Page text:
|Special autonomous city|
|Sejong Special Autonomous City|
|• Revised Romanization||Sejong Teukbyeol-jachisi|
|• McCune-Reischauer||Sechong T’ŭkpyŏl-chach’isi|
Map of South Korea with Sejong highlighted
|• Mayor||Yu Han-sik|
|• Total||465.23 km2 (179.63 sq mi)|
Sejong (Hangul: 세종, hanja: 世宗), officially Sejong Special Autonomous City and formerly known as Yeongi (연기, 燕岐) County is South Korea's de facto second capital city. In early 2007, the South Korean government created a special administrative district from parts of Chungcheongnam-do and Chungcheongbuk-do provinces, near Daejeon, to relocate nine ministries and four national agencies from Seoul. The new capital opened on 2 July 2012, with 36 government agencies slated to move there by 2015.
The city was originally called Yeongi County (연기, 燕岐).
In 2004, the plan for creation of the city arose after the failure of former President Roh Moo-hyun to relocate the national capital from Seoul to the Chungcheong region, Yeongi–Gongju area and Gongju–Nonsan area as candidates. The plan envisages a city with a population of around 500,000 
Plans for the city have resulted in numerous disputes in the National Assembly. A faction led by former President Lee Myung-bak's political rival, current President Park Geun-hye within the Grand National Party, all opposition parties and a majority of people in the Chungcheong region are against scrapping the original plan to relocate government ministries to Sejong in South Chungcheong Province. The city was originally meant to be the capital, but a high court ruled it to be illegal.
As of 2012 much of the city was under construction. The residential area, by 2012, had several high-rises built for transplants. At that time the residential area was cordoned off from much of the under-development governmental area and had some restaurants, six schools, and one grocery store. As of 2012 Sejong City had no museum and no hospital.
|— Neighbourhoods —|
|— Towns —|
|— Townships —|
Population and demographics
Many of the foreign-born teachers that work in Jochiwon-eup live in Chimsan-ri, and the estimated native English foreigner population is around 50. As of 2011, Sejong has a large foreign community of native English speakers considering its small size and population. This is because there are two major universities there. The city aims to have a population of 200,000 at the end of 2012, 300,000 by 2020 and 500,000 by 2030.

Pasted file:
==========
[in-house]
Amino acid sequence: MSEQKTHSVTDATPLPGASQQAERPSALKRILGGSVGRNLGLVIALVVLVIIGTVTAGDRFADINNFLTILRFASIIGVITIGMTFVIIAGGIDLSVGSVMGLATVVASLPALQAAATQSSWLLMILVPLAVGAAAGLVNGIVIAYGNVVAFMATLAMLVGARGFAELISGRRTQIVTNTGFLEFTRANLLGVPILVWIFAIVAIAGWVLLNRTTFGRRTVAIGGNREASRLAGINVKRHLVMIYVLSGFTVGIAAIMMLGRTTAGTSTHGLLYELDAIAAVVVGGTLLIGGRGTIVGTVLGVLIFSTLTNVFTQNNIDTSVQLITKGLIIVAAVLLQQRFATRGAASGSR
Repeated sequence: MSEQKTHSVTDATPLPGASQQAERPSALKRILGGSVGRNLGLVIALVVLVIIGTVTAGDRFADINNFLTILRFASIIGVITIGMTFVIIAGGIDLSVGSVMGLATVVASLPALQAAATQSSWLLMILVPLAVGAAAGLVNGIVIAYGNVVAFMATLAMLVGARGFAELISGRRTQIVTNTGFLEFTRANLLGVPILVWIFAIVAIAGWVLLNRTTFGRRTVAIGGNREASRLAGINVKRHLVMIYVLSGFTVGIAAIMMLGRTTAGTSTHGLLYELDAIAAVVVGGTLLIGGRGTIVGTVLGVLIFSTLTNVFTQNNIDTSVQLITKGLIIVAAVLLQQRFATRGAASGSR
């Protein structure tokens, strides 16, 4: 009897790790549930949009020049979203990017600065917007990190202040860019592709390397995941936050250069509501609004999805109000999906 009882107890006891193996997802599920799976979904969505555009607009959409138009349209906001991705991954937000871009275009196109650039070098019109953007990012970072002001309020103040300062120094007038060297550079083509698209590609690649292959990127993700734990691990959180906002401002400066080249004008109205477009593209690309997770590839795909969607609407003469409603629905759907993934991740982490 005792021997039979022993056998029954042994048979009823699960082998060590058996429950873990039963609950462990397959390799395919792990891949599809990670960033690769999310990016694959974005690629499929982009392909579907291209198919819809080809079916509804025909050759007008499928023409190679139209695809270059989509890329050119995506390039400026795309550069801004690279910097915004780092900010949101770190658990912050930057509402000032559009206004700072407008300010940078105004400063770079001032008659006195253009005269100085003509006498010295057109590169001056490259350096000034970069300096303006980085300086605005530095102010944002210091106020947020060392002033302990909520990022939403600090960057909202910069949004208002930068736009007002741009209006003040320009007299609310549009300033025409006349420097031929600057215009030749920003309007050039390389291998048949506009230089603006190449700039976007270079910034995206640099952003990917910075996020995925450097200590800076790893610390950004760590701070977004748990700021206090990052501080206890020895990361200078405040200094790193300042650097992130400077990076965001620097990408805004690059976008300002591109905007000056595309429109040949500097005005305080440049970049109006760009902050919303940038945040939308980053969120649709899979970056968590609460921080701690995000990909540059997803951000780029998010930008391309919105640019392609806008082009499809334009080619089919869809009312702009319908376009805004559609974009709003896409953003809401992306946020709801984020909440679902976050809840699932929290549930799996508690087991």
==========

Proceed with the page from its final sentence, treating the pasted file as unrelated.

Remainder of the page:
Government and infrastructure
The South Korean government plans to move 36 government ministries and agencies to Sejong City.
The Sejong Government Complex is located in Sejong City. The complex, on a 213,000-square-metre (2,290,000 sq ft) plot of land, has seven stories and one basement. Construction began in November 2011 in what was South Chungcheong Province, and the complex was completed on November 16, 2013. The ceremony to mark the movement of several government agencies to the complex occurred on December 23, 2013.
The Sejong Government Complex includes the head offices of the Ministry of Land, Infrastructure and Transport (MOLIT), the Ministry of Trade, Industry and Energy (MOTIE), the Ministry of Environment, the Ministry of Oceans and Fisheries, the Ministry of Culture, Sports and Tourism (MCST), the Ministry of Education, the Ministry of Strategy and Finance, the Ministry of Agriculture, Food and Rural Affairs (MAFRA), and the Ministry of Employment and Labor (MOEL).
Several MOLIT agencies, the Korea Office of Civil Aviation (KOCA), the Korean Maritime Safety Tribunal (KMST), and the Aviation and Railway Accident Investigation Board (ARAIB), have their headquarters in the Sejong Government Complex.
|This section requires expansion. (January 2014)|
Senior high schools
- Bugang Engineering High School
- Chochiwon Girls' High School
- Hansol High School
- Sejong High School
- Seongnam High School or Sungnam High School
Sejong is centrally located on Gyeongbu Line operated by Korail. It's a 90 minute journey on the Mugunghwa-ho to Seoul and trains run approximately every 30 minutes. Also just outside of Jochiwon-eup limits in Osong, Cheongwon has a new KTX station Osong Station which is a KTX bullet train that frequently travels 300 km/h.